My First Fair

May 03, 2022

This past weekend I went to my first fair. It was both wildly unsuccessful and wildly successful all at the same time. How can that be you ask?
Well, I did not research the fair enough. I knew it was a fundraiser for their pre-school, but I didn't realize how geared towards kids it was going to be. There were tickets for things like pony rides, face painting, and balloon animals that people bought in advance and that was what they were primarily there to do. I was the first vendor past those things and I heard multiple people tell their kids to turn back because they were out of the range of the tickets.
The fair was 4 hours long and in that time I had only 11 customers who came into my tent. Of those 11, a whopping 6 bought something! So from a visitor to buy ratio I did really well. People liked what I was selling, I just didn't have enough customers to make enough sales. There were 10 other vendors there and I think I did the best of all of them except for the woman selling the gourmet ice cream sandwiches. The food trucks ran out of food and that upped her business. I talked to a few of the other vendors who said something similar to what I was thinking - it was more kid oriented than they were expecting, and they usually do better at other places.
All that said I learned a ton!

first fair part 1

First let's talk about the prep. I've been to a lot of fairs but setting up for one is a whole different story. This fair was relatively close to the house, about 40 minutes, but still if I forgot something there wasn't really any going back. Plus, there are things you need to invest in to have. I posted in my Clayshare Prime Facebook group and got a lot of helpful tips. I ended up building my own list of what I needed to bring. I didn't use all of it, but one of the other vendors came and asked me for some tap - and I had it!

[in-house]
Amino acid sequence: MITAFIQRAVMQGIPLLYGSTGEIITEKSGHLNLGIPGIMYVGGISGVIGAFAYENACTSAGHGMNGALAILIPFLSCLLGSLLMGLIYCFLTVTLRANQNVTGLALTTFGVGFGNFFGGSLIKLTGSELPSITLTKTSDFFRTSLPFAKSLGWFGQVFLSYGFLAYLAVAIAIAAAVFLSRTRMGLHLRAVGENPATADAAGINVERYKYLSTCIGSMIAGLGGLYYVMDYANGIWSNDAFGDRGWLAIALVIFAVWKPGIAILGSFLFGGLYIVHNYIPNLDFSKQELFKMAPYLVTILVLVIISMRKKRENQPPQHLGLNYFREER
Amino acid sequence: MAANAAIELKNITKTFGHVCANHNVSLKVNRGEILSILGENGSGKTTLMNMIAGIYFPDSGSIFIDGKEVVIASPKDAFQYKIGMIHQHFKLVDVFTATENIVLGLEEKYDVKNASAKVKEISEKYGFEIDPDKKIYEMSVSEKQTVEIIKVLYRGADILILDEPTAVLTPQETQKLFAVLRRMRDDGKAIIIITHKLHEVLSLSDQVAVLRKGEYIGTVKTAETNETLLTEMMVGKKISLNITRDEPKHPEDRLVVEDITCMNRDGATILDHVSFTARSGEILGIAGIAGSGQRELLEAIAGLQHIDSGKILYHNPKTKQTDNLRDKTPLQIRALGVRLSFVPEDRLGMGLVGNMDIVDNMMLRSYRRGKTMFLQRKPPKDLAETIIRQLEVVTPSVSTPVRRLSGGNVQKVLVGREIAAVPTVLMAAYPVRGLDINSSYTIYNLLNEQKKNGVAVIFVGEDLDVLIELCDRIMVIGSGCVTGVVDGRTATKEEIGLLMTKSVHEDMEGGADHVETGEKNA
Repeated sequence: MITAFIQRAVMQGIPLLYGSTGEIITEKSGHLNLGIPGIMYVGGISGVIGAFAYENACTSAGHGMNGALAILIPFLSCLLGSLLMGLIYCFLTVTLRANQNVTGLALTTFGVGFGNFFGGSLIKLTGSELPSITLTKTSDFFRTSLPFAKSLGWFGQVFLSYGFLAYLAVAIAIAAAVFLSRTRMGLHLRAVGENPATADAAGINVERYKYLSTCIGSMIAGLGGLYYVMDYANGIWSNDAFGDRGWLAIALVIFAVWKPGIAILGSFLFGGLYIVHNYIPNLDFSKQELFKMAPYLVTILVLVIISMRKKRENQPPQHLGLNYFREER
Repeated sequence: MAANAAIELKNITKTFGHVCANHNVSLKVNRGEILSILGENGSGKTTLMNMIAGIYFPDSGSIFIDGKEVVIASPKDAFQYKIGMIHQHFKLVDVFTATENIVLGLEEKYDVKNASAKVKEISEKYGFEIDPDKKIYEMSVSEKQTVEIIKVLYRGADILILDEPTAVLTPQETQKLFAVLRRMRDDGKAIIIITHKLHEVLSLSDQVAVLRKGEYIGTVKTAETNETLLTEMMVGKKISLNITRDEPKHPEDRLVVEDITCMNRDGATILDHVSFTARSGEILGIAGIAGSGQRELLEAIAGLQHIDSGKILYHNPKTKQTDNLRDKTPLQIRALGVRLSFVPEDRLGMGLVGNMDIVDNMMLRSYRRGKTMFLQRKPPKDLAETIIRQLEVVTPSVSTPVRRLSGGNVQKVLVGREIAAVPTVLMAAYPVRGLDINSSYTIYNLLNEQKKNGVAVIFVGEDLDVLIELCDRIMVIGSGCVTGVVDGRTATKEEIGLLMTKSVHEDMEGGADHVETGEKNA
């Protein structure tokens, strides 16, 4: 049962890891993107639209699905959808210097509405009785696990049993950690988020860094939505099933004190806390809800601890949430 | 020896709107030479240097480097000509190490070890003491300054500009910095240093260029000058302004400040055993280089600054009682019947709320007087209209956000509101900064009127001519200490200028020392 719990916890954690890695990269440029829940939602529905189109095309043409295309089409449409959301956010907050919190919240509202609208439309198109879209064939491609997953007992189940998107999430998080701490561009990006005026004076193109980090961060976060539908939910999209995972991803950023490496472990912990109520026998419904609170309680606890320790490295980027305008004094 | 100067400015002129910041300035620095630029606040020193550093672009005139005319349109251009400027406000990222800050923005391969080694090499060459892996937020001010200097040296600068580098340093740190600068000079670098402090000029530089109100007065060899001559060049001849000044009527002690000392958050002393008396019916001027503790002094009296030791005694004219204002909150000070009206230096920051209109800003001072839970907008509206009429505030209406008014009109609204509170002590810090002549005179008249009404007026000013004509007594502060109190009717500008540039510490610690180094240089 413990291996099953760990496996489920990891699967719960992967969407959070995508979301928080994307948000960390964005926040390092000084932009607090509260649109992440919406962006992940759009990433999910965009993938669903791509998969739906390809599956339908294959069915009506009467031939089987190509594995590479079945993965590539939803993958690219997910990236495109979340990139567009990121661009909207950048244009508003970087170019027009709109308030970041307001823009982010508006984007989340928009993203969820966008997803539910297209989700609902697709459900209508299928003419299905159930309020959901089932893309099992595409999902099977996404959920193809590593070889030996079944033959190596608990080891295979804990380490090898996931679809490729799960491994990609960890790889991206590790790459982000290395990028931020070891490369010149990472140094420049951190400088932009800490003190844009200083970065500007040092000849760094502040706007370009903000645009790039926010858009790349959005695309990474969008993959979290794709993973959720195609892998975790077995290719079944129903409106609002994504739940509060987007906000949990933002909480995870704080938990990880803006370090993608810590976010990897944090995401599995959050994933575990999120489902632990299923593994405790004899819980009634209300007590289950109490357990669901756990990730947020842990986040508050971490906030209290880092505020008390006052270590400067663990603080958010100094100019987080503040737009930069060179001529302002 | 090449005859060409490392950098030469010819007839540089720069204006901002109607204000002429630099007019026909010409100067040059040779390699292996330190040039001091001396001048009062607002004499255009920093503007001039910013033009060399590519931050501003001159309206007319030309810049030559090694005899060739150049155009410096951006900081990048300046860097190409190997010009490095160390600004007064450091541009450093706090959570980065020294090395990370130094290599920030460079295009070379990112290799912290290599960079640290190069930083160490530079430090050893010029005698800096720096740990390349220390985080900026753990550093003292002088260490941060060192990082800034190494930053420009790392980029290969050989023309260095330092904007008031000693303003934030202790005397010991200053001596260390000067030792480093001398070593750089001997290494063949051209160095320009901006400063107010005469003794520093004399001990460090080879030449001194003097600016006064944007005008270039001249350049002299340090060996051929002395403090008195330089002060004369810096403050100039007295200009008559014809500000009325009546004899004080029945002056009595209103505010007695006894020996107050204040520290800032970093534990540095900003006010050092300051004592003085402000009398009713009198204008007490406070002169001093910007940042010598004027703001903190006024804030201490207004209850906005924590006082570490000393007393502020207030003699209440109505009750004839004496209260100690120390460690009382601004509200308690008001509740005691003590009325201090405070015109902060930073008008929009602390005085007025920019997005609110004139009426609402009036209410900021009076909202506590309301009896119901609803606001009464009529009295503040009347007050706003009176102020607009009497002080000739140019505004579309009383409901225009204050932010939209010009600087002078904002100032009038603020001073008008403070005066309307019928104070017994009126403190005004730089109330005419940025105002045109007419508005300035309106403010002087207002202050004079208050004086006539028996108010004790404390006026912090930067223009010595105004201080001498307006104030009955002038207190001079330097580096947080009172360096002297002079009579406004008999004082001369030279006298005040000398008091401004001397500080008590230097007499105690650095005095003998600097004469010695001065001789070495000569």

Let's start with the big things you need to bring:

  • Pottery and Crochet (whatever you plan on selling)
  • Crates (to use as displays)
  • Plate Stands
  • Mug Stand
  • Sign
  • Tables
  • Tent
  • Chairs (for you to sit down and rest between customers)
  • Necklace Holder

first fair part 1

Then I had a supplies box with things I thought I might need:
  • Price tags
  • Cash (small bills)
  • Bags (for packing things in when people buy stuff)
  • Ribbon
  • Paper for packing (needed if you sell anything breakable)
  • Boxes (for packing things too heavy for a bag
  • Baby Wipes (in case things get sticky)
  • Duct Tape (MacGyver always had it)
  • Zip Ties
  • Backup battery for phone (my phone is the primary thing I was using to take credit cards, I needed it juiced)
  • Phone charger
  • Notebook (for a mailing list)
  • Markers
  • Chalkboard markers (if you have chalkboard signs)
  • Packing Tape
  • Pens (put something on the end so people don't steal them)
  • Diamond core sanding (pottery specific, but I wanted to be able to sand anything I missed)
  • Tissues (outside all day with the pollen)
  • Trash bag (you will create trash! you need a place to put it)
  • Clip board
  • Square reader (or whatever you use to take cc)
  • Sign with Venmo QR Code
  • Mini Chalkboard signs
  • Jewelry bags
  • Business Cards
  • Business Card Holder
  • Jewelry pliers and extra findings
  • Receipt Book (in retrospect I did not need this)
  • Tablecloths (in retrospect the ones for my dining room table were not long enough to hide my boxes)

first fair part 1

Extras to make you comfortable
  • Water (lots and lots of water!!)
  • Snacks
  • Something to do between customers
  • Extra layers (in case it gets cold)
  • Sunscreen!!!!

first fair part 1

I had all of those things boxed up and ready to go 2 days before the fair, yes, I'm that girl - the one who turned in assignments early. There were a few other things that were important setup things.